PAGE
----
Akilah's best friend, Victoria, is spending the summer in Nigeria, where there will be a "special celebration to mark her coming-of-age." When Victoria returns home to Queens, something is wrong, and she finally tells Akilah what happened to her: a ritual clitoridectomy. Though Akilah is an engaging narrator, she sounds older than ten and several story elements strain credibility. But this will be an eye-opening book for most preteens. Copyright 2004 Horn Book Guide Reviews.

Horn Book Magazine Reviews 2004 #1

"Maybe becoming a lady in Nigeria is like becoming a lady here," muses ten-year-old Akilah. "Sit up straight, cross your legs, smile, and don't beat up boys in the park." If only that's all there was to it. Akilah's best friend and neighbor, Victoria, and her family are spending the summer in Nigeria, where there will be a "special celebration to mark her coming-of-age." When Victoria returns home to Queens, something is wrong: she walks differently, withdraws from her classmates, and barely speaks. After Victoria finally tells Akilah in confidence what happened to her--a ritual clitoridectomy--Akilah takes out her anger in a way that earns her a suspension from school. Akilah is an engaging, even funny (despite the book's title) narrator, if not always a convincing one: she sounds older than ten and telegraphs information that, one presumes, the author feels the reader needs to know. And several story elements strain credulity, including the way that Akilah and Victoria use (and don't use) e-mail and Instant Messaging, and, especially, the notion that Akilah's child-social-worker mother, who gave her own daughter a backyard African naming ceremony, doesn't guess sooner what happened to Victoria. But this will be an eye-opening book for most preteens: as Williams-Garcia writes in her author's note, "Although FGM is performed on young girls, materials written for young readers about this topic are scarce." As we leave Akilah and Victoria at novel's end, they are on the brink of clandestine, small-scale activism that one wants to think can change the world. Copyright 2004 Horn Book Magazine Reviews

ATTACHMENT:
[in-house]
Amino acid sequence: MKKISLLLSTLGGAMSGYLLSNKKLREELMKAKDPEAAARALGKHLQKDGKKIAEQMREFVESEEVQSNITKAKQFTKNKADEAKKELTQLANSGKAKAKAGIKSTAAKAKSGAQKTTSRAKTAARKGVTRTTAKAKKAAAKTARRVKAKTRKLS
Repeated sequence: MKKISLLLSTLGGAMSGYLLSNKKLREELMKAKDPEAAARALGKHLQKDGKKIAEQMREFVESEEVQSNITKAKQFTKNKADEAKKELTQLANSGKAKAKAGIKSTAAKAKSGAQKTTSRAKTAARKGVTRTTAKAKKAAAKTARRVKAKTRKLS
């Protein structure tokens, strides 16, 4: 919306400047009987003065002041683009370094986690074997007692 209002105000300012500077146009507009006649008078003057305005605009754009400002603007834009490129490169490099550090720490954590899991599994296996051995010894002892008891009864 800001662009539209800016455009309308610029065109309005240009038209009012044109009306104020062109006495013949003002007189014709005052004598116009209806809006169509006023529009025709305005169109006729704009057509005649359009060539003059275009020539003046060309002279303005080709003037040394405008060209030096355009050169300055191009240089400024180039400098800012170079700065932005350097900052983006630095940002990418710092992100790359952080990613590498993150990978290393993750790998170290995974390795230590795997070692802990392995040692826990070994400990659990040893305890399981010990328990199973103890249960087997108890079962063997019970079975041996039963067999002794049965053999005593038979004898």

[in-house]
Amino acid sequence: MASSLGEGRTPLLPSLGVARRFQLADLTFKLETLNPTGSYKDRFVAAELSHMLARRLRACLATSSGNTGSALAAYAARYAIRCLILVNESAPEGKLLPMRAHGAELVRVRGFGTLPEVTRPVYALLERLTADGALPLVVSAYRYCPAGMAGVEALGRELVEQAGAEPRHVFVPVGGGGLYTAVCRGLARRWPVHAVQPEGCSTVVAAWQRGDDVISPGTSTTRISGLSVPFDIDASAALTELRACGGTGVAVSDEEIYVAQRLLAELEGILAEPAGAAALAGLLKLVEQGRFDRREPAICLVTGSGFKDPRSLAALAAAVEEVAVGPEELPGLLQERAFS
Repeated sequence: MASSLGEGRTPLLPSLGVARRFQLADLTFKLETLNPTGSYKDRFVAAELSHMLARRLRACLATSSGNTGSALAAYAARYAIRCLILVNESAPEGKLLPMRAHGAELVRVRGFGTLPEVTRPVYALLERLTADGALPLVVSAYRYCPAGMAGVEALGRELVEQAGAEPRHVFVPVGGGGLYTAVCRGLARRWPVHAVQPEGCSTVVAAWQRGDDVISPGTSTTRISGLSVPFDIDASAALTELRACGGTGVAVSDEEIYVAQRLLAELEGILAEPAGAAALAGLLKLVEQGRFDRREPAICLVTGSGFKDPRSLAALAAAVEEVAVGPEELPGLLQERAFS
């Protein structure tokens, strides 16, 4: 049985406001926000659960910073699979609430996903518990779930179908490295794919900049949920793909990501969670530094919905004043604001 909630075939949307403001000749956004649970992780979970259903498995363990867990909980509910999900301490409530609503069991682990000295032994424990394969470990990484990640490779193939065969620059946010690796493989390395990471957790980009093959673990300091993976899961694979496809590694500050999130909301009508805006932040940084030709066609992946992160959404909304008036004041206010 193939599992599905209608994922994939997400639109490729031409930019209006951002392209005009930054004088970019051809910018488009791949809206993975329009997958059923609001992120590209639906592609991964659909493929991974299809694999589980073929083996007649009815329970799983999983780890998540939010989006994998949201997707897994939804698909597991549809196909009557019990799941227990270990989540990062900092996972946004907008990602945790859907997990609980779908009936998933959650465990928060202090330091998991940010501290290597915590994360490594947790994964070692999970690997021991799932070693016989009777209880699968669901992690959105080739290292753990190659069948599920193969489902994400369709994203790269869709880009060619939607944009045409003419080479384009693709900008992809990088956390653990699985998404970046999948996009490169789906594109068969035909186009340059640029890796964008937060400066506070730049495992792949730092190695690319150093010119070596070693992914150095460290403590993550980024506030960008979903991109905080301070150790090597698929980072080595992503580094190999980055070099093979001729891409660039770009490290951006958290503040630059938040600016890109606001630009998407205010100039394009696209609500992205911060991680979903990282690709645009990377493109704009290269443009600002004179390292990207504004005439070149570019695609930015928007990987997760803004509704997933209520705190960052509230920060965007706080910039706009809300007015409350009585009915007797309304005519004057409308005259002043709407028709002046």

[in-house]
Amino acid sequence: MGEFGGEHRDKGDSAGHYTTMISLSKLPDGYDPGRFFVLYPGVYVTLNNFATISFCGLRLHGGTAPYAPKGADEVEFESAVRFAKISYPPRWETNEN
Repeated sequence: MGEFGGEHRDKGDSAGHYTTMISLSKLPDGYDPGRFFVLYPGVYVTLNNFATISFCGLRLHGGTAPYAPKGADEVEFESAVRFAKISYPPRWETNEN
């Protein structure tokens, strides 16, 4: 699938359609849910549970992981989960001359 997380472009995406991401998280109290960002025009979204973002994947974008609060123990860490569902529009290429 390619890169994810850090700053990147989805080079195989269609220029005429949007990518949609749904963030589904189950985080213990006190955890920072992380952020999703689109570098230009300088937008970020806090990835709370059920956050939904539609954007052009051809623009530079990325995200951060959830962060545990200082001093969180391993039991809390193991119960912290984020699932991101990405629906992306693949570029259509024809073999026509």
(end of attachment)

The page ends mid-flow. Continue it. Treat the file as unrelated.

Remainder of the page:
PW Reviews 2003 December #4

In this disturbing and poignant coming-of-age novel, Williams-Garcia (Fast Talk on a Slow Track; Like Sisters on the Homefront) explores how two girls experience very different initiations into adolescence. Ten-year-old Akilah (whose name means "intelligence" in Swahili) feels ambivalent about being an "early bloomer." Instead of brooding about the changes in her body, she would rather be playing with her Nigerian friend Victoria, who is spending the summer in Africa with her family. Akilah looks forward to Victoria's return to America, but when Victoria finally does come home, she is different, acting quiet and withdrawn and treating Akilah like a stranger. Worst of all, Victoria "won't laugh." The author plants subtle clues as to Victoria's dramatic change (e.g., Victoria overreacts to the word "operation," in math class). But most readers will be as baffled as Akilah wondering what happened to Victoria in Nigeria to make her so sad. Then the shocking truth comes out during a heart-breaking confessional: While back in their homeland, Victoria's parents forced her to have an operation, and Victoria no longer feels whole. This contemporary tale about the ancient rite of female circumcision will no doubt leave an indelible mark on preteens. The author attempts to remain objective, showing how and why the ritual is still practiced in some cultures. Nonetheless, what readers will remember most about this honest novel is Victoria's physical and emotional pain and how her trauma dramatically affects Akilah's perception of Victoria's parents and her own pride in her heritage. Ages 12-up. (Jan.) Copyright 2003 Reed Business Information.

PW Reviews 2007 March #4

"This contemporary tale about the ancient rite of female circumcision will no doubt leave an indelible mark on preteens," PW said. "A disturbing and poignant coming-of-age novel." Ages 12-up. (Mar.) Copyright 2007 Reed Business Information.